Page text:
4.3. Regulation of the IFN Response and RNA Silencing by Double-Stranded RNA-Binding Proteins

PKR is an IFN-inducible, serine-threonine kinase that can be phosphorylated by binding to dsRNA through N-terminal dsRBD1 and 2 or autophosphorylated through dimerization [99] (Figure 3B). Phosphorylated PKR induces phosphorylation of eIF2α, which is involved in the initiation phase of translation, resulting in translational repression [89,90,91]. TRBP and ADAR1 repress the phosphorylation of PKR [100,101,102,103], whereas PACT enhances it through heterodimer formation [104]. TRBP, ADAR1, and PACT all function as modulators of RNA silencing through interactions with Dicer [57,58,62,105]. These proteins function as RNA-silencing modulators through interactions with Dicer and regulate the IFN response through PKR, showing their complicated nature.
In addition, TRBP and PACT reportedly interact with LGP2 to regulate IFN production during infection with Theiler’s murine encephalomyelitis virus (TMEV) or encephalomyocarditis virus (EMCV), but not during SeV infection [28,29,30]; this finding contrasts with our result that TRBP-LGP2 interaction occurs during SeV infection [27]. This discrepancy during SeV infection of TRBP-LGP2 interactions may result from differences in viral titer. TMEV and EMCV belong to the family Picornaviridae based on recognition by MDA5, and SeV is in the family Paramyxoviridae, which is recognized by RIG-I. Overexpression of TRBP or PACT increased TMEV- or EMCV-triggered, but not SeV-triggered, IFN promoter activity only when LGP2 and MDA5 were also overexpressed, but did not cause an increase with MDA5 alone [28,29]. The interaction of TRBP with LGP2 is RNA-independent [26], while that of PACT and LGP2 is RNA-dependent [29]. Furthermore, PACT stimulates ATPase activity of RIG-I, enhancing IFN production, during SeV or Ebola virus infection [31,32]. PACT is co-localized with MDA5 in the cytoplasm through polyinosinic-polycytidylic acid [poly(I:C)] transfection, which mimics RNA viral infection and facilitates MDA5 and RIG-I by enhancing oligomerization of MDA5 [33]. Summarizing these findings, the effects of interactions among TRBP, PACT, PKR, and RLRs are highly complex. Further studies are needed to reveal the molecular mechanisms of IFN production regulation by these dsRNA-binding proteins.

5. Biological Implications of Crosstalk between RNA Silencing and the IFN Response

Both RNA silencing and the IFN response are induced by dsRNAs in the cytoplasm, but they have been considered two independent pathways in mammalian cells. RNA silencing is a posttranscriptional gene silencing mechanism conserved in diverse organisms. By contrast, the IFN response is an antiviral response of the innate immune system that is conserved among higher vertebrates. The mutual regulation of RNA silencing, directed by endogenous miRNAs, and the IFN response, directed by exogenous RNAs such as viral RNAs, might be a conserved mechanism specific to mammalian cells. Moreover, several proteins with functions in RNA silencing or the IFN response interact with multiple proteins: (i) TRBP interacts with Dicer, PACT, PKR, and LGP2, (ii) LGP2 interacts with RIG-I, MDA5, and TRBP, and (iii) PKR interacts with TRBP, PACT, and ADAR1. RNAs appear to be clearly distinguished as endogenous or exogenous for incorporation into each pathway, irrespective of the complicated interactions among proteins. Endogenous RNAs such as miRNA, mRNA, rRNA, and tRNA do not usually activate the IFN response in human cells, and their misrecognition by virus sensor proteins is prevented by the proteins ADAR and MTr1.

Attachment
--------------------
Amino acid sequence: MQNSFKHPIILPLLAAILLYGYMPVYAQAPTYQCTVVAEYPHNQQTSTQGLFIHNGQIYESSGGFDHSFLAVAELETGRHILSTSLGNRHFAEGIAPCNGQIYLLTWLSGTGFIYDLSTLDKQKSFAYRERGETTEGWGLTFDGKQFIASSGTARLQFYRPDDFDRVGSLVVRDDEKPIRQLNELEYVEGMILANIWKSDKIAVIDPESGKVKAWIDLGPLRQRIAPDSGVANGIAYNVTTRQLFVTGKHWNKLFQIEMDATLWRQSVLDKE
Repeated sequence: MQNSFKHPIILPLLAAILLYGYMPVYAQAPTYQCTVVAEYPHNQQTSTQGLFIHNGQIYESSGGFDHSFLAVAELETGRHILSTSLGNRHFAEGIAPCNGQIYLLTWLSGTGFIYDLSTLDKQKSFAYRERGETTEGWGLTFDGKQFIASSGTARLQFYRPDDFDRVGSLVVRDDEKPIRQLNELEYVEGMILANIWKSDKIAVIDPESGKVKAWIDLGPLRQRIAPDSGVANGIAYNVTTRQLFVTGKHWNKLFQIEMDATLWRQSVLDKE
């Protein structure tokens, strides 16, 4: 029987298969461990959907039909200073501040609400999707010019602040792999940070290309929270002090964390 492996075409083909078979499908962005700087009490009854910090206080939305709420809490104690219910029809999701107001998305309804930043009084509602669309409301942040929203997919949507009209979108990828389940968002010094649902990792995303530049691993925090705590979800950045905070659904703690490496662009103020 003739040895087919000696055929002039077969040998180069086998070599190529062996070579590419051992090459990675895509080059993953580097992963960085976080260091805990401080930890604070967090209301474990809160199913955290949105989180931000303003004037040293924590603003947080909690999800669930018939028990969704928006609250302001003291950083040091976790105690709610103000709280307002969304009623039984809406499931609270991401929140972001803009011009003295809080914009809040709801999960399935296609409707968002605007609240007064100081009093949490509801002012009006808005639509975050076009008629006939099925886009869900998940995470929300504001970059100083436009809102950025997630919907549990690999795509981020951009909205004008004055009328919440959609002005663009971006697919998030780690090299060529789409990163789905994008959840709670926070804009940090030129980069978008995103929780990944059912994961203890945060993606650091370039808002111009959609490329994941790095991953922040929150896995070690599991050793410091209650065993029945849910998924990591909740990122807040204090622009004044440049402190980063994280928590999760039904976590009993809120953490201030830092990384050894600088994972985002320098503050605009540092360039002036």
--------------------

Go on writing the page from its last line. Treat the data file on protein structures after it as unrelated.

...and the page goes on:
Crosstalk between RNA silencing and the IFN response through protein–protein interactions may have several advantages for mammalian cells: (i) introduction of exogenous viral dsRNA into the cell triggers the crosstalk response through viral sensor proteins, (ii) expression levels of the responsible molecules differ among tissues or cell types, allowing tissue- or cell-specific functions, (iii) such a complicated response may support flexible responses depending on the species of virus, and (iv) the balance of cell survival and death among virus-infected cells can be regulated based on the infecting virus or the expression levels of each molecule. The proteins described above form heterodimers or homodimers in vitro, but it remains unclear whether they form a complex in any combination in vivo. RLRs, PKR, and ADAR1 p150 are IFN-inducible genes, indicating that their expression levels are upregulated during viral infection. By contrast, Dicer, AGO, TRBP, PACT, and ADAR1 p110 are not induced by IFN, but their expression levels are known to differ among types of tissues or cells [106]. Differences in the expression levels of these proteins may strongly impact their interaction patterns and functions. Furthermore, LGP2 induced by IFN upregulates apoptosis regulatory genes during viral infection through repression of TRBP-bound pre-miRNAs. The interaction of TRBP and LGP2 may function as hub proteins in both RNA silencing and RLR signaling depending on their expression levels. This balance may be an important determinant of survival or death of virus-infected cells according to the viral species or number of replicated viruses present.